A novel based on geographical displacement and the violent happenings that caused them, NO COUNTRY, is Kalyan Ray’s American debut about two Irish “brothers,” Padraig and Brendan in the nineteenth century. When Padraig is forced onto an East India Company trading ship (following a grave mistake), it is Brendan who must play father to the child that Padraig unknowingly left behind. As Padraig prospers in India, Brendan and Maeve, Padraig’s daughter, narrowly escape the deadly potato famine aboard a “coffin ship,” which is shipwrecked off the coast of Canada. Father and “daughter” make their way to Vermont, then we follow the family to New York, where tragically Maeve’s own daughter, Bibi, perishes in the infamous Triangle Shirtwaist Factory fire. From there, Padraig’s and Brendan’s familial lines only move closer, coming together in a brutal murder of an Indian American family in upstate New York. Full of twists and turns, Kalyan Ray delicately, but deftly, navigates the violence that separates an unconventional family and, ultimately, brings them back together in a fascinating portrait of immigration and the coincidences and circumstances that touch each of the family members.

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No Country
Kalyan Ray

“A novel as easy to read as the latest bestseller, No Country is a rousing adventure made up out of the blood and guts and dreams of people on three continents and nearly 150 years of troubled history” (Alan Cheuse, NPR).

In the poverty of rural Ireland in 1843, Padraig Aherne and Brendan McCarthaigh grew up as brothers, inseparable, even when Padraig falls in love with their beautiful classmate, Brigid. But when Padraig makes a dangerous mistake that forces him onto a ship bound for India, and the deadly potato famine sweeps through their tiny village, Brendan is left alone to care for his best friend’s child, an infant daughter Padraig never knew he had. Eventually, Brendan flees with her aboard one of the infamous “coffin ships,” to begin a new life in America. As Brendan’s and Padraig’s two family trees take root on opposite sides of the world, their tendrils begin to intertwine, moving inexorably toward a disastrous convergence more than a century later.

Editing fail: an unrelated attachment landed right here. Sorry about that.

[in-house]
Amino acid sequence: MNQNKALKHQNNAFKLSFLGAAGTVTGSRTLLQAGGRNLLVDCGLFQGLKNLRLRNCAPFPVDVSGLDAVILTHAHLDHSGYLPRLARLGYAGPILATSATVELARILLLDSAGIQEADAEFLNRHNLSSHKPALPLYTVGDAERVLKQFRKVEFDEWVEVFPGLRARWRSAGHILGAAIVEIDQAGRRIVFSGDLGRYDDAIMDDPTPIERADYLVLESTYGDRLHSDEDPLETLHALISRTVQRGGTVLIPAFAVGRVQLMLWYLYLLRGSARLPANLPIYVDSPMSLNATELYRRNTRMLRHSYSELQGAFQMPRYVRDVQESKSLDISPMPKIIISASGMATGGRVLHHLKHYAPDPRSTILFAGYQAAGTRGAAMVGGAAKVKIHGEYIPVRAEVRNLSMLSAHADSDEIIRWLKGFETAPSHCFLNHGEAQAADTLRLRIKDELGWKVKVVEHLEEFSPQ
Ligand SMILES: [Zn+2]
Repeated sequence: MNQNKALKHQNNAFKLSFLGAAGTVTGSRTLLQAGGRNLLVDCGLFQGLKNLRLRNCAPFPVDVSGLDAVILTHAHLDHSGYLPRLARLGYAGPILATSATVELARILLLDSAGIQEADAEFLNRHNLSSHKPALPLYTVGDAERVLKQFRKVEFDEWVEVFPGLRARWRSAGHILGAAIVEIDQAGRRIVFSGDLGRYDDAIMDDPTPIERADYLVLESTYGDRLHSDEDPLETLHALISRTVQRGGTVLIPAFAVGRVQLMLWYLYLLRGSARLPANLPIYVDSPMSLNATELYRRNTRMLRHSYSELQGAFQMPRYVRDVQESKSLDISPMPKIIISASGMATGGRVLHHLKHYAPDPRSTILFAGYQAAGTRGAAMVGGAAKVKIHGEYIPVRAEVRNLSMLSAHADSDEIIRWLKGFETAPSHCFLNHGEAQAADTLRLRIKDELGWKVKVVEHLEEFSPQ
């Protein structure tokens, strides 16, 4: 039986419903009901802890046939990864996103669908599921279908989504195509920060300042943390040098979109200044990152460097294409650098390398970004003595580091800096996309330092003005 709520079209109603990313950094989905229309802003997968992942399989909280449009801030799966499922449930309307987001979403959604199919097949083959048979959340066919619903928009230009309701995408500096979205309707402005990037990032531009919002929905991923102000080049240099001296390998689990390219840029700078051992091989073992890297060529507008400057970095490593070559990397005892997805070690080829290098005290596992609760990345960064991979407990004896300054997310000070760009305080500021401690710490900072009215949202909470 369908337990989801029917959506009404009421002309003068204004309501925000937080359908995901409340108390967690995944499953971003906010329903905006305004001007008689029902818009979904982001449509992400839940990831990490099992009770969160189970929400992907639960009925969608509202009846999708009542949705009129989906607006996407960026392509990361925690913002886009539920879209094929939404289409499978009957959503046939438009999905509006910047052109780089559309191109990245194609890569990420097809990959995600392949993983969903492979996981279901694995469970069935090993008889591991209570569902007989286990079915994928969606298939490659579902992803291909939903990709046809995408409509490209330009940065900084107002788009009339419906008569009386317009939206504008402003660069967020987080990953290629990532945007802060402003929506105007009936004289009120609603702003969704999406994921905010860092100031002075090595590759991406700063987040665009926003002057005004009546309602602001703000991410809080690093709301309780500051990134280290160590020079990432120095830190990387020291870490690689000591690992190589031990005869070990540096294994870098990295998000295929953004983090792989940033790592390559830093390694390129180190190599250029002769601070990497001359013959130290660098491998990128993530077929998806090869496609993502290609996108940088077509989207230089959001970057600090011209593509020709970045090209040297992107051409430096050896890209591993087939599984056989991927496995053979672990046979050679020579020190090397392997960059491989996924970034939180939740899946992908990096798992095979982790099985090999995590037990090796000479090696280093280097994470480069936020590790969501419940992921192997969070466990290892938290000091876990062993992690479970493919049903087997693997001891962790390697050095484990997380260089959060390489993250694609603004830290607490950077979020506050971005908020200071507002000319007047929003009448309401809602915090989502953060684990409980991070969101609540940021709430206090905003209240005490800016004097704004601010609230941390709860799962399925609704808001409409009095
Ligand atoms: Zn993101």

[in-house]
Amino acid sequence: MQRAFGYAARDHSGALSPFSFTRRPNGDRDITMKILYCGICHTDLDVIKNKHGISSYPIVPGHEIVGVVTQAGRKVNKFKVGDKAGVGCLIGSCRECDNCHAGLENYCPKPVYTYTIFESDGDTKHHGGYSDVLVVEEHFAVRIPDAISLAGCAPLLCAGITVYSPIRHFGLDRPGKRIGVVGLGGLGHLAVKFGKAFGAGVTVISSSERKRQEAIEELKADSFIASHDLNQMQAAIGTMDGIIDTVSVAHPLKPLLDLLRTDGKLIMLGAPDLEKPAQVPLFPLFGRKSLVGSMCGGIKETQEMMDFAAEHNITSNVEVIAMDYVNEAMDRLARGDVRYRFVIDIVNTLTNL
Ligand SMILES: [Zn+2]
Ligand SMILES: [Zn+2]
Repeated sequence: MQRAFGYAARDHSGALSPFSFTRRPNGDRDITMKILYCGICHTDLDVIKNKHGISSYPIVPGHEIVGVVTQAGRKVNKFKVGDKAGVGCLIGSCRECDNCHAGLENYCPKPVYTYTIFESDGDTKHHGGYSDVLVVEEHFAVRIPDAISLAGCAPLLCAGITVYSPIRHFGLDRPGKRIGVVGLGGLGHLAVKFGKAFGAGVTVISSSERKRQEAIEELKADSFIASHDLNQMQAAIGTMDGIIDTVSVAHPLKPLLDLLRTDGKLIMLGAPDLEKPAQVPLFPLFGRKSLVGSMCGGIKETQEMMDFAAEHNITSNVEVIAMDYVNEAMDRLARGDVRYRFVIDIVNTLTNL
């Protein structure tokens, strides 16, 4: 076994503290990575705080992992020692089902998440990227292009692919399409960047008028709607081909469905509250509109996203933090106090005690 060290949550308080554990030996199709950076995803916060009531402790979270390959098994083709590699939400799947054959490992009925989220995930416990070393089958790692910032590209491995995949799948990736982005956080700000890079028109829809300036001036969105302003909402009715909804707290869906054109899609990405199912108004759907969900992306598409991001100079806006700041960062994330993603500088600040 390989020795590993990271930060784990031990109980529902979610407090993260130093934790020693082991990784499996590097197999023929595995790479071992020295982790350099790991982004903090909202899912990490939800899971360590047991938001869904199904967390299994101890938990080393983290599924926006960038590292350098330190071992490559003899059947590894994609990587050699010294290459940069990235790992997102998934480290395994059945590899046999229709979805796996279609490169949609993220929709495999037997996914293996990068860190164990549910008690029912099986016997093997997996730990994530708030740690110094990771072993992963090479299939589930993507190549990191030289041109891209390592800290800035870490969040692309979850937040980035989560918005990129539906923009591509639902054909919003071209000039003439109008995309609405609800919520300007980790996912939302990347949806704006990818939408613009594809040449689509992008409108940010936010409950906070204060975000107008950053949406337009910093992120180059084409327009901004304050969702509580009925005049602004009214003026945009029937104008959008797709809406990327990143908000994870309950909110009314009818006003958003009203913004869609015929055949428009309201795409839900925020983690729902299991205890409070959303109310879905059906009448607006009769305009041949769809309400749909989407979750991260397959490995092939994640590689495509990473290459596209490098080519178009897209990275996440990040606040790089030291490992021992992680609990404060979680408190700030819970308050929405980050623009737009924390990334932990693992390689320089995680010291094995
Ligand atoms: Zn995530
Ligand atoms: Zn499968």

Unfurling against the fickle backdrop of history that includes terrorism on the Indian subcontinent, an East European pogrom, the Triangle Shirtwaist fire in New York City, and the terrible intimacy of a murder in a sleepy New England town, the fallout from lives torn apart in No Country smolders for generations.

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I Will Die in a Foreign Land
by Kalani Pickhart